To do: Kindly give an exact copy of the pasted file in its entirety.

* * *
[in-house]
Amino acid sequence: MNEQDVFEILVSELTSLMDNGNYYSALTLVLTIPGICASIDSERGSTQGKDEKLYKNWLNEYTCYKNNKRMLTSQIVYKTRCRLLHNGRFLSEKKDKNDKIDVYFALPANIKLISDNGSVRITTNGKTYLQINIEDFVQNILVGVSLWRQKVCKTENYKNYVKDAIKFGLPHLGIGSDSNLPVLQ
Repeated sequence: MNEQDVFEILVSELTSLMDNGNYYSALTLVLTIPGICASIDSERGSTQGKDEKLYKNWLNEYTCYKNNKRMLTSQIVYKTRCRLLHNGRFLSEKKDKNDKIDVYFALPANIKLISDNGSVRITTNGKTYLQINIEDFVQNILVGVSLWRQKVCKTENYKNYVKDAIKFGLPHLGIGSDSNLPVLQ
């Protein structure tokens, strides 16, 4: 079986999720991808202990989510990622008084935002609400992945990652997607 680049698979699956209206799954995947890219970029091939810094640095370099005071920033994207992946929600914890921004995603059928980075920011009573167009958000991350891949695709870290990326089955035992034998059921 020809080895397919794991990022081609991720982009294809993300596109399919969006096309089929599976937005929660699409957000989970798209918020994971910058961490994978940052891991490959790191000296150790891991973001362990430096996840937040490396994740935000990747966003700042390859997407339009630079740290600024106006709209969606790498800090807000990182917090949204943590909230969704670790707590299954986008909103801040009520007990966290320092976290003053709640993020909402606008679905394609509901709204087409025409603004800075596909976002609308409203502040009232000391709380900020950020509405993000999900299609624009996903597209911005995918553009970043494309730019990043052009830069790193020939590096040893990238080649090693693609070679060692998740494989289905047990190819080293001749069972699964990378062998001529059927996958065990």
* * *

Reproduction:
[in-house]
Amino acid sequence: MNEQDVFEILVSELTSLMDNGNYYSALTLVLTIPGICASIDSERGSTQGKDEKLYKNWLNEYTCYKNNKRMLTSQIVYKTRCRLLHNGRFLSEKKDKNDKIDVYFALPANIKLISDNGSVRITTNGKTYLQINIEDFVQNILVGVSLWRQKVCKTENYKNYVKDAIKFGLPHLGIGSDSNLPVLQ
Repeated sequence: MNEQDVFEILVSELTSLMDNGNYYSALTLVLTIPGICASIDSERGSTQGKDEKLYKNWLNEYTCYKNNKRMLTSQIVYKTRCRLLHNGRFLSEKKDKNDKIDVYFALPANIKLISDNGSVRITTNGKTYLQINIEDFVQNILVGVSLWRQKVCKTENYKNYVKDAIKFGLPHLGIGSDSNLPVLQ
């Protein structure tokens, strides 16, 4: 079986999720991808202990989510990622008084935002609400992945990652997607 680049698979699956209206799954995947890219970029091939810094640095370099005071920033994207992946929600914890921004995603059928980075920011009573167009958000991350891949695709870290990326089955035992034998059921 020809080895397919794991990022081609991720982009294809993300596109399919969006096309089929599976937005929660699409957000989970798209918020994971910058961490994978940052891991490959790191000296150790891991973001362990430096996840937040490396994740935000990747966003700042390859997407339009630079740290600024106006709209969606790498800090807000990182917090949204943590909230969704670790707590299954986008909103801040009520007990966290320092976290003053709640993020909402606008679905394609509901709204087409025409603004800075596909976002609308409203502040009232000391709380900020950020509405993000999900299609624009996903597209911005995918553009970043494309730019990043052009830069790193020939590096040893990238080649090693693609070679060692998740494989289905047990190819080293001749069972699964990378062998001529059927996958065990």